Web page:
Travel G-spots

TRAVEL DIARY: Cobalt Teal, Train Station Love Story + Weddings in Sofia, Bulgaria

Since I am yet to visit Cuba, I suppose Sofia is leaps and bounds better in terms of having disengaged itself from the time warp. My basis for this is flimsy and founded on my observation of Sofia’s fair share of McDonald’s, KFC and Subway sprinkled between the many valuable monuments from its long and storied past… and a few enchanting street art!

pHaque Sofia Streetart

Located at a strategic crossroads;

  • the route from Western Europe to Istanbul passes through Sofia via Beograd and Skopje, then through Plovdiv to Turkey,
  • it connects The Near East and The Middle East, lying between the banks of The Danube and the shores of The White Sea on the one hand, and between The Black Sea and The Adriatic on the other,
  • it is relatively close to the capitals of most Balkan countries: Ankara is 1,012 km; Athens is 837 km; Beograd is 374 km; Bucharest is 395 km; Zagreb is 762 km; Ljubljana is 897 km; Sarajevo is 549 km; Skopje is 239 km; Tirana is 553 km; and
  • three freeways begin in Sofia: Trakia, Lyulin, and Hemus,

it is no wonder Sofia has been settled for many millennia from the 8th century BCE by the Thracian tribes, overthrown by the Romans in the 1st century BCE, only to be invaded by the Bulgarian Han Krum (803-814) that was the corner stone of the Bulgarian Empire, to eventually fall into the hands of the Ottomans after two successful succession.

Fast forward many, many years later it somehow ended up being Communist, then not … and now it’s time to  hang on tight to your seat, the FREE people of Bulgaria on their own free will re-voted for a Communist regime!

Yes!, the only country in Eastern Europe to voluntarily retain the old form of government. And this was mind you in 1990 – the year Communism died in Europe. It was also the time where Bulgaria was a dark (literally) place where there wasn’t enough food to go around, no toys for the children and you’ll need a duffle bag full of currency to get a loaf of bread after queuing up for 3 hours! But I guess somehow the FREE people of Bulgaria had thought that the only way to restore their economy and lives was to be egalitarian …

… and that was the image of Bulgaria I had as I made plans to visit it some decade plus later.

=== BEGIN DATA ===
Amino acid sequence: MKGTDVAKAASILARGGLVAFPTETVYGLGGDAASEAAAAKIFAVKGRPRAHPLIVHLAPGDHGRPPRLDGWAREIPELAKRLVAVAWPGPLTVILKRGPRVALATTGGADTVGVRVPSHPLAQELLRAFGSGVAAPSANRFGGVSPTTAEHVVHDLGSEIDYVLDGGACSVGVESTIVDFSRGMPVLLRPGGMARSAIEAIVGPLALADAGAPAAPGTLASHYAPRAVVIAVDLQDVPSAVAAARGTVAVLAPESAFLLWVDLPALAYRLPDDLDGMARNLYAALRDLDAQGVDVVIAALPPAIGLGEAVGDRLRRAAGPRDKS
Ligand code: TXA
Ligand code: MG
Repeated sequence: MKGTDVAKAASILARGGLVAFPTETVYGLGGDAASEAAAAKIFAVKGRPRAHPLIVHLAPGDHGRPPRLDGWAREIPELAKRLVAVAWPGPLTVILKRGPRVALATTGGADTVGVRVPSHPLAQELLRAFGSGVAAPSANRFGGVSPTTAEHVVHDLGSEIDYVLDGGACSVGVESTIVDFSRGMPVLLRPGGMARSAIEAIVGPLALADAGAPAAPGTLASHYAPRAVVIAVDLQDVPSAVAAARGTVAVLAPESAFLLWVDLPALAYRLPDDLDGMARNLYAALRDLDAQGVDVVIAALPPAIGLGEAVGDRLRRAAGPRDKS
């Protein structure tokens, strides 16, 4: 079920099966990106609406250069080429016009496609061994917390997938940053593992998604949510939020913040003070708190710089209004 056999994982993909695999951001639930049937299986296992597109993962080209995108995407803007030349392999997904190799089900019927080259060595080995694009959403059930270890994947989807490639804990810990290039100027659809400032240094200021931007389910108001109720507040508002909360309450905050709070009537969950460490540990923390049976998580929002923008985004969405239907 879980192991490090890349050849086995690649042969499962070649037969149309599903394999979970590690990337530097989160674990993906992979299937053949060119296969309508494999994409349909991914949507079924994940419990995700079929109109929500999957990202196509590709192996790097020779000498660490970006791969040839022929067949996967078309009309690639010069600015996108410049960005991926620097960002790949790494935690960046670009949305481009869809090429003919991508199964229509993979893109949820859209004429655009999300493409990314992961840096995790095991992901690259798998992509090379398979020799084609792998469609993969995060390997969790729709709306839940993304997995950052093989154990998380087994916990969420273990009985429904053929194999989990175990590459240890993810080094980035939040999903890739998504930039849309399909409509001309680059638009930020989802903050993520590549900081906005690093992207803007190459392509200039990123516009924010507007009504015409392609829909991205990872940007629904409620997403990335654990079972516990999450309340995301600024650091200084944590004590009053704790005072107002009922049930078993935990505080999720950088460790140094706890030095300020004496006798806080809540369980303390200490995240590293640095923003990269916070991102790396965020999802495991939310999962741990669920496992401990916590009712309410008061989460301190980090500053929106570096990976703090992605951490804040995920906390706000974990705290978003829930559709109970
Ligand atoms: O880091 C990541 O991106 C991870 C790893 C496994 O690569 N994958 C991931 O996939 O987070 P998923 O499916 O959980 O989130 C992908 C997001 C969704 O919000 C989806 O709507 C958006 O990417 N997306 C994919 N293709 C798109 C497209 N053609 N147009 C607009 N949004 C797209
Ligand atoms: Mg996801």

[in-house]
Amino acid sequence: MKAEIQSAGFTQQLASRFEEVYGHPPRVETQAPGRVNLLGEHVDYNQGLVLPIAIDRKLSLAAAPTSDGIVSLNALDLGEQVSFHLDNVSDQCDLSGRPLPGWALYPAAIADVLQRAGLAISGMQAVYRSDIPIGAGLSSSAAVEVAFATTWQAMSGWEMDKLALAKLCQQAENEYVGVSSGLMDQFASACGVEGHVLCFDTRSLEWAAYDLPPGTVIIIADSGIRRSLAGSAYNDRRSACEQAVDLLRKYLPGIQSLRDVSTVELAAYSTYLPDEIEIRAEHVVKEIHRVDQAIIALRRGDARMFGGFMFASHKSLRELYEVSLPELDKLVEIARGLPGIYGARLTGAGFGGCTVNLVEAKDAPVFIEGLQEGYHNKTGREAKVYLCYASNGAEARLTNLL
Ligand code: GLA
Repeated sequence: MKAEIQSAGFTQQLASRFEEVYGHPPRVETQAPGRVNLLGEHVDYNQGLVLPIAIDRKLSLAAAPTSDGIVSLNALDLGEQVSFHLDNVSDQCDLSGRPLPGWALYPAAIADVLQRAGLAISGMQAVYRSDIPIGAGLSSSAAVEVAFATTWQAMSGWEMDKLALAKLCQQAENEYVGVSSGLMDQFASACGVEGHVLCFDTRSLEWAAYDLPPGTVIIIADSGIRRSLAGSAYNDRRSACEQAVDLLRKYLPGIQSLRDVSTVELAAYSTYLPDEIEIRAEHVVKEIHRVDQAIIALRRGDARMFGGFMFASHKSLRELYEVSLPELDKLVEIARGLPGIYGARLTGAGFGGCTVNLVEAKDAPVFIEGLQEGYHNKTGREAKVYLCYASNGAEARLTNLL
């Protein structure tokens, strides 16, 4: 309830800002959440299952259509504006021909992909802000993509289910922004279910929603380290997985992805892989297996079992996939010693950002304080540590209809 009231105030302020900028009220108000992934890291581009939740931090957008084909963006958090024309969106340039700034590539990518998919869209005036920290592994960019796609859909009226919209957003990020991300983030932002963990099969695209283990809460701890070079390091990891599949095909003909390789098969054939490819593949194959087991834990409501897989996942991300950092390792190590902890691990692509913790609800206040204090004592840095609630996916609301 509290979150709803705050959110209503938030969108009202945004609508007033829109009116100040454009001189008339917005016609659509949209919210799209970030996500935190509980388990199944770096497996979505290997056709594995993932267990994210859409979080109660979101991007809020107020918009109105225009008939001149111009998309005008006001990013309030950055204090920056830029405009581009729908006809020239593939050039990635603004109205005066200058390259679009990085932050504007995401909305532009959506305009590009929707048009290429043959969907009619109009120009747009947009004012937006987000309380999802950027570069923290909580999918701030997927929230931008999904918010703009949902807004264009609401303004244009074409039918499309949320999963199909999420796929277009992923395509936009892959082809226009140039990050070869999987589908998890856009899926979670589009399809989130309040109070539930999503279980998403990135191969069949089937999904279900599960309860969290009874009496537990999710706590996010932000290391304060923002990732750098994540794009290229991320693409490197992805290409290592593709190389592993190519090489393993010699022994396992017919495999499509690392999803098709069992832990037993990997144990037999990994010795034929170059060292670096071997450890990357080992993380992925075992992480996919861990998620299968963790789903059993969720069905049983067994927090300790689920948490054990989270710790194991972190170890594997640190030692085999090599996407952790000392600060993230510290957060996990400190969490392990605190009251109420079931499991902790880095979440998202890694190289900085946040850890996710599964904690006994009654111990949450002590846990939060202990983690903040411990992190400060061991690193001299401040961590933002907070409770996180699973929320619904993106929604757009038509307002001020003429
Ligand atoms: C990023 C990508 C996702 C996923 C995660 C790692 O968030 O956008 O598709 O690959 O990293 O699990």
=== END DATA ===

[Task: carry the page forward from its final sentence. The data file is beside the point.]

But it was not!

Whilst the blandishments of American culture is not (yet?) evident – no revolving signs of Coca Cola in sight, thank God! – it has definitely progressed, developed and perhaps accepted the (rather sad) fact that the only economic system that appears to work is one based on self-interest and greed, not to mention that it’s ok to look fashionable in the latest Italian high fashion label and be driven around in heavily tinted German automobiles that glides through the city… while tourist rummage through the street’s flea market in search of Sofia’s communist and colourful political past!

pHaque Coca Coal Sofia Train Station

pHaque Sofia Flea Market Finds

With broad boulevards that seems empty of traffic (compared to any other European capitals … err… any cities for that matter!) with countless of monuments cramped together with lovely strips of parks or line of trees creating a semi-transparent like veil between them, I have to say I enjoyed Sofia simply because it had successfully maintained its old charms of yesteryear with a slow relaxing vibe to it.

Set against the city’s most recognizable symbol – the Memorial Church Saint Alexander Nevsky that was built in 1912 by the Russian architect Alexander Pomerantsev with bell tower that rises to 53 meters with 53 bells and houses an impressive exhibit of Orthodox Christian art in the church’s crypt – Sofia I had to say is simply stunning.

Stunning in the unspoiled way. Stunning in a way all film images and 1950s-1960s old movie reels should look like.

pHaque Alexander Nevsky

pHaque Alexander Nevsky Sunset